I understand the point you are making, it just rings of a disheartening day spent with some bozo, creative, innovation is the only answer-type “wack-jobs” at the office. All I’m saying is, there are a lot of buttons on a cash register one can hit before opening the till.

  10. Mordechai (Morty) Schiller said:

    Amen, Bob!
    “Creatives” create work to impress their friends. Direct marketers work creativity to make money for their clients!

  11. Sheri Cyprus said:

    I agree with you, Mordechai. I think direct marketers need to be creative in doing what it takes to create a profitable mailing for their clients. I think you can add creativity and new ideas as long as you are not completely forgetting proven methods and you are still focused on creating good results.

    Anon and Craig: I agree that fresh creative thinking is a good thing, but you can’t lose sight of what works. You can’t just use creative new ideas just because they are creative new ideas. You can’t gamble with the client’s money.

  12. Robert Rosenthal said:

    Bob: I have enormous respect for your work (been reading your columns for years and consider you one of the most important direct marketing copywriters), but this time I’ve gotta disagree. If we only “embrace what’s been tested and proven to work,” aren’t we guilty of living off other people’s innovations? And won’t a lot of that stuff eventually lose its potency through overuse?

    I know a lot of direct marketers are in your camp on this one. If any of your readers want to debate me on this topic, I’ll publish the transcript in Freaking Marketing. If interested please email me (

  13. Chris Lake said:

    Good topic, Bob. Hard to disagree with either side of the debate.

    I think there is a happy medium between unbridled creativity and formulaic writing. Let the other guy send out his “Come golf with us!” message printed on Titleists. We can watch and see what response rate he achieves while we continue with our tried-and-true packages. We can pick up new ideas that worked without the development costs. (Now how am I gonna get a four-page letter on that little white dimpled ball…?)

    This question ties directly with the previous topic, “The More Things Change.” For all the hype and excitement around the Super Bowl ads, for example, there are thousands and thousands of mundane, cost-effective spots that will never win awards, but sell products and services.

    A final thought: most of what the branding and online marketing folk try to sell is the same concepts under a sexy new name. There’s nothing wrong with teaching old ideas in a fresh way, but caveat emptor.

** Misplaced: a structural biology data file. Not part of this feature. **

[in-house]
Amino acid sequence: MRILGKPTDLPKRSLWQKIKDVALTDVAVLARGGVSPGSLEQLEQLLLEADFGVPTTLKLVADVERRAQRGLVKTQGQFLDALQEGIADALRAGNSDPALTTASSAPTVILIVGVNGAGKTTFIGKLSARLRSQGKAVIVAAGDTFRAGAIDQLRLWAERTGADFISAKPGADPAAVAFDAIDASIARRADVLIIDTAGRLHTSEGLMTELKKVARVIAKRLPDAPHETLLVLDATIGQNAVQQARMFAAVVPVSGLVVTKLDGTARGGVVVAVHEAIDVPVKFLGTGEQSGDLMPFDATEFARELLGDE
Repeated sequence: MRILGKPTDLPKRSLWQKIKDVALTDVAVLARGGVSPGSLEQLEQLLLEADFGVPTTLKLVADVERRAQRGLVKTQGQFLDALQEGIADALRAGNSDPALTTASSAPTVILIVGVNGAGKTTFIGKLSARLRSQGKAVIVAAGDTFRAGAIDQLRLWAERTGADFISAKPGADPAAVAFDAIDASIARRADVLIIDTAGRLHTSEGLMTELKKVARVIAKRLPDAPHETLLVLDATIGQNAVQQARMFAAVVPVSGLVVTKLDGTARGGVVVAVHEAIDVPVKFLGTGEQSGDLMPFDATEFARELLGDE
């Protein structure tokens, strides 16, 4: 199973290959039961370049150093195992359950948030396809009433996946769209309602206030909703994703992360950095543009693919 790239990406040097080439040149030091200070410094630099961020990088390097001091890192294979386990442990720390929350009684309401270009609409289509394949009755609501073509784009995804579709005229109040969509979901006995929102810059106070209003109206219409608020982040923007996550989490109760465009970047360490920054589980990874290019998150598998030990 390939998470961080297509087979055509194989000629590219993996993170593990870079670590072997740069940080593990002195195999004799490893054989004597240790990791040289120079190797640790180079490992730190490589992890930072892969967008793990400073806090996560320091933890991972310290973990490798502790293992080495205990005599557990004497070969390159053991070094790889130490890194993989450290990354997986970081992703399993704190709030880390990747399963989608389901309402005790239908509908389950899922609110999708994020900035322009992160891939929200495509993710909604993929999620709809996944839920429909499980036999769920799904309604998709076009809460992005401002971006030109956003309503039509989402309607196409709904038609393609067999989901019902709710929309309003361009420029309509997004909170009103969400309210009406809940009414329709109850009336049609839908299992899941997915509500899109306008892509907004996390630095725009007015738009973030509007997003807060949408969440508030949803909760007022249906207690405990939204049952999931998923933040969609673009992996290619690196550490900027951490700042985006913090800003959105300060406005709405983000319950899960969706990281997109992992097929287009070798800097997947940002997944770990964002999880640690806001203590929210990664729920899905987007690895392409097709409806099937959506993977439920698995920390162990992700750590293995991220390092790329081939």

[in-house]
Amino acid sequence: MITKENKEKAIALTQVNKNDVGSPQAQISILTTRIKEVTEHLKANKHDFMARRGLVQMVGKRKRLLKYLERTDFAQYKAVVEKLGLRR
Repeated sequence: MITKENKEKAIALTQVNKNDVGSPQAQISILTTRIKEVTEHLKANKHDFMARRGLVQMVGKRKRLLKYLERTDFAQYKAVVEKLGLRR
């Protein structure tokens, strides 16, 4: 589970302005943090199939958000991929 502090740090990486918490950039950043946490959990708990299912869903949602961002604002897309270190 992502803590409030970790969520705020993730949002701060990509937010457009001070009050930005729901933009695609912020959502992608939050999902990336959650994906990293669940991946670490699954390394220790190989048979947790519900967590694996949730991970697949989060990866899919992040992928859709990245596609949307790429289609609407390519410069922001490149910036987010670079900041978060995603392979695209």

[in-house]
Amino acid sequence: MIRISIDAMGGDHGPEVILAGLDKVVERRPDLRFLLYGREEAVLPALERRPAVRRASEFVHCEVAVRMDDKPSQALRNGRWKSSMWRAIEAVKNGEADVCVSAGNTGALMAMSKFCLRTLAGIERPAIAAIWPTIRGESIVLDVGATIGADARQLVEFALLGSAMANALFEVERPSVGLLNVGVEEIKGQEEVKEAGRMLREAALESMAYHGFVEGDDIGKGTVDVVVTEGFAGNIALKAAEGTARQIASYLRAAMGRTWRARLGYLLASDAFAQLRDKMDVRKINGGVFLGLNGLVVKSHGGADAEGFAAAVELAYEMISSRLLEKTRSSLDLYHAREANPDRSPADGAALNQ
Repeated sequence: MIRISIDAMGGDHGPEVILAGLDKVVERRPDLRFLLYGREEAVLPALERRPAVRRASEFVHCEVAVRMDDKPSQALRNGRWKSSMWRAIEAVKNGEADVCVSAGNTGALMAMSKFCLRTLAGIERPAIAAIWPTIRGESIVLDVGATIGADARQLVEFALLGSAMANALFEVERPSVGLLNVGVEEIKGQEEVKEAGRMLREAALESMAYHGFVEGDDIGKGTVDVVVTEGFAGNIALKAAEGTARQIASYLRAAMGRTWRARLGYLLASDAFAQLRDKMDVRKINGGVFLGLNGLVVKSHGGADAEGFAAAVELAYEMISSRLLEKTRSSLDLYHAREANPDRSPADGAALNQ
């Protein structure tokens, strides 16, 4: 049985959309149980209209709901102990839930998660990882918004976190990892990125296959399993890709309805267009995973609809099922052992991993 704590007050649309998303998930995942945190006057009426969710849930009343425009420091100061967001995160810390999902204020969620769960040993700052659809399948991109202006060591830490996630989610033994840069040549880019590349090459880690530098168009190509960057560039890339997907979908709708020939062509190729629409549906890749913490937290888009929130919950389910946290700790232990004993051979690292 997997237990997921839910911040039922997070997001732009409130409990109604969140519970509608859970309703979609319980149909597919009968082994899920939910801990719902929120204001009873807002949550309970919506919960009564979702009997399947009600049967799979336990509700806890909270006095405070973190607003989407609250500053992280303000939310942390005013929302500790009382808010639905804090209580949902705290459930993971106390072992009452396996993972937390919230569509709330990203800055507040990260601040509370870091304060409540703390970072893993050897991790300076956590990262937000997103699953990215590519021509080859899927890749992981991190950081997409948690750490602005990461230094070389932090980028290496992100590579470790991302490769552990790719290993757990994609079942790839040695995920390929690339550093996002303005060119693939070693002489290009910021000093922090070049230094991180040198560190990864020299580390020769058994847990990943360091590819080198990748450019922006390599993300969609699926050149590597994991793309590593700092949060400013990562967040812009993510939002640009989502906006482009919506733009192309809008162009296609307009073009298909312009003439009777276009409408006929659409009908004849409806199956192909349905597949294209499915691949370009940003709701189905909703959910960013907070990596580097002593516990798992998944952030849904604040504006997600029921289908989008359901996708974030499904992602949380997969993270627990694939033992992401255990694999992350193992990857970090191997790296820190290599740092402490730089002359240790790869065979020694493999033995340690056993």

14. s. zeilenga said:

    Bob, I will admit that I have only been reading your blog for about a week, so I might be judging wrong by first impressions. But all around the site and in your blog posts you seem very pessimistic. Do you enjoy writing? Or do you do all this for the money?

    I mean, “What excites us is making the cash register ring … not being original or creative.” doesn’t sound like someone who has a passion for writing.

    Sorry, just an observation.


  15. SpongeBob Fan said:

    “A final thought: most of what the branding and online marketing folk try to sell is the same concepts under a sexy new name. There’s nothing wrong with teaching old ideas in a fresh way, but caveat emptor.”

    This is the main point, it seems to me, and not ignored by Bob in his original post. What’s podcasting but radio? What’s youtube but TV? What’s email but mail? There aren’t many … or any! … completely new & viable ideas under the marketing sun.

    (Bob does seem a little less exuberant lately. I’ve wondered about this. Maybe it’s something he’ll blog about one day. Maybe it’ll even lead to a breakout best-seller, when he’s writing books again.)

  16. Bob Bly said:

    Zeilenga: I LOVE writing. When a client hires me to write a direct mail package, the ONLY thing he wants is for his mailing to make him as much money as possible … and I love helping him do that. If I didn’t care about what I wrote, and just wanted money, I’d write Nigerian e-mail spam schemes.

  17. Suzanne Ryan said:

    I have a question that is an offshoot of this topic:

    Does dry corporate writing (i.e. high tech, financial) work in selling a product/service?

    There is a rigid standard in certain industries and I am wondering if they have actually measured the results against producing the same information in a more conversational, benefits-focused style.

  18. Suzanne Ryan said:

    I think I understand where Bob is coming from here. I had dinner last night with a friend who has done marketing work and has a strict mindset of looking for cutting edge, zany new ways to grab attention.

    I paraphrased a brochure cover headline for him that I had written for a client and his response was that, while not clever and fun, it was direct and to the point–and created interest to learn more.

    He’s conditioned to think zany, fun, brilliant, entertaining copy is the primary goal–but despite that….he unconsciously realized that my more “sober” headline did the job.

    How about the “Pee Like A Firehouse” debate though? Creative imagery and pushing the envelope won the day there.

  19. Bob Bly said: